Australia and the Vietnam War

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When complete the fence will be 10 miles [16 kilometres] long and will, I believe, form an effective barrier and considerably reduce the ability of the VC to operate in this area. (1 Australian Task Force Commander’s diary, March 1967)

Hung Manh crawled under the fence, found an E3 [M16] mine and closed its safety catch. He was in luck: the M16 [M26] grenade under the mine was damp and did not explode. He took the mine and the grenade and learned how to defuse this dangerous E3 mine. Phan Ngoc Danh and Tran Quang Toai, Dong Nai: 30 years war of liberation (1945-1975). Pp. 7-8.

Phuoc Tuy Province

Nui Dat - Australian Task Force Base: A Minefield

Privates Robert Wright (left) and Bill Cavanagh, of 8 Platoon, C Company 5RAR, erect part of the minefield barrier fence at the Horseshoe, near Dat Do. [AWMP01353.014]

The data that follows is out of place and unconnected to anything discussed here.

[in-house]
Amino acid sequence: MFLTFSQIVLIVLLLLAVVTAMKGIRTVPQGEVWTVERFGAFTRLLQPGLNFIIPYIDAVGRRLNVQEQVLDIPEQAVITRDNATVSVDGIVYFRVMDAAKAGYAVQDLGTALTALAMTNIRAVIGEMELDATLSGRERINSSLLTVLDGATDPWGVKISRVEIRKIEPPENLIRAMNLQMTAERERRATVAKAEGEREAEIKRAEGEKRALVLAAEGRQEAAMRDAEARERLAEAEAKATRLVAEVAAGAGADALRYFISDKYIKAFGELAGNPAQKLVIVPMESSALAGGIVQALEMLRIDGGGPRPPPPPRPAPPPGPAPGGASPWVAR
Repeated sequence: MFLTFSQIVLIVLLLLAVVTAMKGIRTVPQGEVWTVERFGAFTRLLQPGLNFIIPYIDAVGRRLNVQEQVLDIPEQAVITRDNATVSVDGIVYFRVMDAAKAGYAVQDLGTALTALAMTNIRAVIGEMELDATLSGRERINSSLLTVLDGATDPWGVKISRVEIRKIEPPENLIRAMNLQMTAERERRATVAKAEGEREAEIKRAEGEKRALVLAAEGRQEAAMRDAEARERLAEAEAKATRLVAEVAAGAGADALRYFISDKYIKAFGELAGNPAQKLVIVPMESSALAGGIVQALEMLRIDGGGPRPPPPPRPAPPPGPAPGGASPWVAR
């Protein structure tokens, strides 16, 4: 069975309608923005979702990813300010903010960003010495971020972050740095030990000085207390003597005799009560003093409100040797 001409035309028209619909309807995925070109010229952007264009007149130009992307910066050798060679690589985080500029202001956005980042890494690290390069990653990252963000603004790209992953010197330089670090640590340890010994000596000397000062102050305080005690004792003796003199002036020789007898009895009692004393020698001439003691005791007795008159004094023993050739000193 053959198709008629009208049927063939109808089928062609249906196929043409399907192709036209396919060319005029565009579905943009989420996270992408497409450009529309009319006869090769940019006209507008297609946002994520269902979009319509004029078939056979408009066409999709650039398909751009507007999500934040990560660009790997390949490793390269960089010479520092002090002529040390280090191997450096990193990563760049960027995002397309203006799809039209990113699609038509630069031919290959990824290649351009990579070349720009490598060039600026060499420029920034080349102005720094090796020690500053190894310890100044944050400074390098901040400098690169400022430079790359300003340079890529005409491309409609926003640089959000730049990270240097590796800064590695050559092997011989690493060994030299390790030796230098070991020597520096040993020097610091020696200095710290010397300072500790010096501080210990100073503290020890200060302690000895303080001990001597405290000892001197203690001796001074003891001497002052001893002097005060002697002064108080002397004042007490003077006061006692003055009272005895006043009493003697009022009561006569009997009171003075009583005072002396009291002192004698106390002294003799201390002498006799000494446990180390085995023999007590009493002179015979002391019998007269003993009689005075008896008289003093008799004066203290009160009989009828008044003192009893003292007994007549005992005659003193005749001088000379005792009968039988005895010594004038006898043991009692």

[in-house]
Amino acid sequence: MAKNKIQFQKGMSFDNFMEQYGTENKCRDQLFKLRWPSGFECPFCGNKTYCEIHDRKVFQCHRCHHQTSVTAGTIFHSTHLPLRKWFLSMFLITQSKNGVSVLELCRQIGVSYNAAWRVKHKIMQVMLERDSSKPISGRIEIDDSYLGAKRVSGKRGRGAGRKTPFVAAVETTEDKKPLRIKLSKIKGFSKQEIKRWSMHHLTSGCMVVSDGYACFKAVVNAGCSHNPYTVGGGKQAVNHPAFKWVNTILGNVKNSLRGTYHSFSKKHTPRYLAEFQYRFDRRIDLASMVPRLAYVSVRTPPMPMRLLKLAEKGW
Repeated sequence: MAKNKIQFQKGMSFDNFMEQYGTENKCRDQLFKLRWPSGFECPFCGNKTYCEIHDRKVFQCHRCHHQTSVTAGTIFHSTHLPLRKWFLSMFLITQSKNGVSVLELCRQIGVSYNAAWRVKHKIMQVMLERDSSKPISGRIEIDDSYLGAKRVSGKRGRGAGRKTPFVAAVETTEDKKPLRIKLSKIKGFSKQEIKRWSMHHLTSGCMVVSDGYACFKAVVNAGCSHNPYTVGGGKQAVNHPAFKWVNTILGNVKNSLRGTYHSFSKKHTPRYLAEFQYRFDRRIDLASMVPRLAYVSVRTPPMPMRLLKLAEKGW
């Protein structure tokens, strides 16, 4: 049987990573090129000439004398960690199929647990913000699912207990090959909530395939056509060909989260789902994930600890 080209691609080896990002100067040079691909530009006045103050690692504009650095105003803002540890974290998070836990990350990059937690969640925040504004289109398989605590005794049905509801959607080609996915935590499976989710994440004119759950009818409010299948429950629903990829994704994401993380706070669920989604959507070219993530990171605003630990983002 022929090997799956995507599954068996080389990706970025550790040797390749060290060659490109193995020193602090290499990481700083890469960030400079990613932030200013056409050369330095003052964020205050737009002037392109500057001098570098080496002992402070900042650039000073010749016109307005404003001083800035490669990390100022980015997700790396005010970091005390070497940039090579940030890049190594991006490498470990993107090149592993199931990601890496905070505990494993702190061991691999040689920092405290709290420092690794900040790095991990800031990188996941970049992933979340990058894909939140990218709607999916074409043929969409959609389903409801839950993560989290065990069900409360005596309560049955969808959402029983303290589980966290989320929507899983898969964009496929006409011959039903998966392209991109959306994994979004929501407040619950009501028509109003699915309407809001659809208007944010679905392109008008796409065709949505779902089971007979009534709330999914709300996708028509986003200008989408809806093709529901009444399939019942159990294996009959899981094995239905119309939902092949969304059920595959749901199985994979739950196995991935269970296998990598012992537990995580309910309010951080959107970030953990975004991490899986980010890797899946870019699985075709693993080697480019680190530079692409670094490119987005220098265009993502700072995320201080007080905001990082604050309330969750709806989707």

Privates Robert Wright (left) and Bill Cavanagh, of 8 Platoon, C Company 5RAR, erect part of the minefield barrier fence at the Horseshoe, near Dat Do. [AWMP01353.014]

In early 1967, Brigadier Stuart Graham, the new Australian Task Force Commander, drew up plans for a barrier minefield which he believed would sever a vital Viet Cong supply route, preventing their movement from their mountain bases to the rice-growing areas in the west and protecting local villagers from communist influence. It would contain approximately 20,000 ‘jumping jack’ mines between two wire fences for a length of 10 kilometres, from the Horseshoe near Dat Do to the coast. Sappers of the Royal Australian Engineers would lay the mines, fitted with anti-lift devices, and the completed minefield would be guarded by Task Force and Army of the Republic of Vietnam (ARVN) troops.